Parents' views sought on experience of remote schooling
PARENTS of children in special schools are being asked about their perspectives and experiences of supporting learning at home during the Covid-19 pandemic.
The study is being undertaken by researchers from the Unesco Centre at Ulster University's School of Education.
Most special schools have remained closed since mid-March.
Department of Education guidance says they should be open as those who attend have statements of special educational need and "they fall within the definition of vulnerable children".
They "should continue to work in partnership with parents and/or legal guardians to ensure that the best interests of children take precedence".
There are 40 special schools across the north educating about 6,000 children. It is understood as few as five have been open - although there may not be any pupils attending those.
A group of 10 special schools in Belfast voluntarily closed ahead of the blanket lockdown. They explained this was to minimise the risk of infection and to keep children safe.
The assembly education committee was told they remained shut down due to a lack of demand from parents and concerns over social distancing.
The research team at UU said the Covid-19 virus had changed life in many ways, including the closing of schools. This meant that many parents were helping their child to learn at home.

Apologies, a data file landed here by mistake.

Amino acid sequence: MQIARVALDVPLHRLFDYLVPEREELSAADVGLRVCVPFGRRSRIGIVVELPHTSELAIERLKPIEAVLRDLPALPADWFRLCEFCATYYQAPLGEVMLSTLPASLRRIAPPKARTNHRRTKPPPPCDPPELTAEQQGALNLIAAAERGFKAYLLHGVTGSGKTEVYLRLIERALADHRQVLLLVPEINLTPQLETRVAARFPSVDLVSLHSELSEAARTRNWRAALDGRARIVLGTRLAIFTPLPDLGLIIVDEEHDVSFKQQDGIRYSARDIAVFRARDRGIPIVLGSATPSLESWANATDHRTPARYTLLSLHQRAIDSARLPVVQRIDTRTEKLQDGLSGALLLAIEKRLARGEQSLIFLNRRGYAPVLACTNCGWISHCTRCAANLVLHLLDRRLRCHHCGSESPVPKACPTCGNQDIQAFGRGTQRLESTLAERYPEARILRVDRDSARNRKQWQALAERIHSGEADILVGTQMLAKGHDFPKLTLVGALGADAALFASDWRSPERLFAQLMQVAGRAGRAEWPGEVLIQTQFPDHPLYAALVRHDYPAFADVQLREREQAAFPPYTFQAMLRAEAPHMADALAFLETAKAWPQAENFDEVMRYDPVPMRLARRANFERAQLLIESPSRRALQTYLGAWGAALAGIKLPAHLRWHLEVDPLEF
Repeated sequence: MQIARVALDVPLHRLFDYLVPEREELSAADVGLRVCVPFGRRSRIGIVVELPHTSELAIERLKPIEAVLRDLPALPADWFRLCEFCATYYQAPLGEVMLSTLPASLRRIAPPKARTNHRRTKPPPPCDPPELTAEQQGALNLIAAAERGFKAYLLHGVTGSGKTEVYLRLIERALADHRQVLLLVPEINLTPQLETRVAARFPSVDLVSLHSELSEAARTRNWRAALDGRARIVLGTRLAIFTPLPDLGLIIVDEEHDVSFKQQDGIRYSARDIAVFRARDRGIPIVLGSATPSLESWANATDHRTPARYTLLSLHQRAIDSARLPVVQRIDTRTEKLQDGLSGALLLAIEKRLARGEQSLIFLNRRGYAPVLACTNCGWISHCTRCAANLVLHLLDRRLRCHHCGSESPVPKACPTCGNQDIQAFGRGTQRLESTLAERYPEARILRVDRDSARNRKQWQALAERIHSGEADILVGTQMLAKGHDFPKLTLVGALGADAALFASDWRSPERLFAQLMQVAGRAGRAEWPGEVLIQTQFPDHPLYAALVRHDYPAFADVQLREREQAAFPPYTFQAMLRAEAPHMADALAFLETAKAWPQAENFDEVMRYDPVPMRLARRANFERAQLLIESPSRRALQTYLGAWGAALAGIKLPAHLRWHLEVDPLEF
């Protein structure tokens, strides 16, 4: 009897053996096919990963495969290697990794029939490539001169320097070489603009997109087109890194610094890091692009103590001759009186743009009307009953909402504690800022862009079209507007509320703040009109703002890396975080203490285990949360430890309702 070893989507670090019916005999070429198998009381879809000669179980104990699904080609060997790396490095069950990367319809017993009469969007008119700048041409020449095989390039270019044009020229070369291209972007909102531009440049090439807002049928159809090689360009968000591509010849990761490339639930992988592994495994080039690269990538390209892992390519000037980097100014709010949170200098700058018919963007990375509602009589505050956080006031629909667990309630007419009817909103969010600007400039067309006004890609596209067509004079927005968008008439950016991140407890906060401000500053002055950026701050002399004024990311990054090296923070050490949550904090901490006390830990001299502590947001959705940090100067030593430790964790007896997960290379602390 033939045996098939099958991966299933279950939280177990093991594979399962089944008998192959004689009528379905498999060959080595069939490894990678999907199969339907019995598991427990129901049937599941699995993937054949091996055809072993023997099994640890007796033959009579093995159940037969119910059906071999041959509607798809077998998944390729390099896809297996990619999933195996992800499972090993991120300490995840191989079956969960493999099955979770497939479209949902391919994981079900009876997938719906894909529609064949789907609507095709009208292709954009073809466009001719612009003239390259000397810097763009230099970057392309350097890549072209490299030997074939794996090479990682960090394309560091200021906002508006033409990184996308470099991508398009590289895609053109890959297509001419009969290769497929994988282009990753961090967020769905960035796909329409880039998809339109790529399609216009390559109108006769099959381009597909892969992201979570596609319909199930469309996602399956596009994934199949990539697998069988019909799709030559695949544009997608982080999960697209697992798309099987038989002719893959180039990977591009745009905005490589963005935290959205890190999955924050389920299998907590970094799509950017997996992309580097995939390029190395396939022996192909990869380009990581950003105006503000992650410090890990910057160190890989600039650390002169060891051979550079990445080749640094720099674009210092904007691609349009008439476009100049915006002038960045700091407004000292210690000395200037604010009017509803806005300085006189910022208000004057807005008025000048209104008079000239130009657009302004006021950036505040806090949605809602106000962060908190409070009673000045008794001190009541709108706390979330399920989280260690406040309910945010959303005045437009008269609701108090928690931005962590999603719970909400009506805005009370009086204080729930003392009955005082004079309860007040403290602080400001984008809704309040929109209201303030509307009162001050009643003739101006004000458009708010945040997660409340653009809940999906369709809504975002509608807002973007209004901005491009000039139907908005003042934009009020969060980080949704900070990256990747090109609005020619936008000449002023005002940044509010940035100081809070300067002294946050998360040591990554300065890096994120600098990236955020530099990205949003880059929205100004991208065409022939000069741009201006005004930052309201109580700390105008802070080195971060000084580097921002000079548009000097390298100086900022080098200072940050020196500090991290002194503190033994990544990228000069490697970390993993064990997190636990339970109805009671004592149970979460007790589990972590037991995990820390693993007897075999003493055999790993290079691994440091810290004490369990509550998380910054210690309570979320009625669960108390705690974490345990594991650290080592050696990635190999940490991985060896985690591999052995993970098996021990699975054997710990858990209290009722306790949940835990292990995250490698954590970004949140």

As well as a special school survey - there are separate questionnaires for those whose children are in primary or post-primary education.
The study will explore how parents and guardians are guiding learning, and the support they receive from schools and teaching staff in doing so.
Connections with the wider community are also taken into account by considering how parents interact with other parents during this time and the online resources, videos and activities provided by organisations including libraries and museums.
There are concerns that many children's needs cannot be met at home. The special school survey asks specific questions about the classroom support offered in-school. This can include behaviour support, occupational therapy, hydrotherapy and sensory support.
It also asks how confident parents are in supervising their child's learning.
"The rapid transition to remote learning for children attending schools at all levels has no doubt been challenging for parents, guardians, pupils and teachers," said lead researcher Dr Una O'Connor Bones.
"This research project aims to provide a better understanding of parents' experiences for those working in education and government policy across Northern Ireland and further afield. We will explore the experiences of parents in supporting their child to learn from home to understand what resources, support and communications exist between schools, pupils and parents during this period and to highlight the challenges and the benefits reported by parents in supporting their children's learning at this time."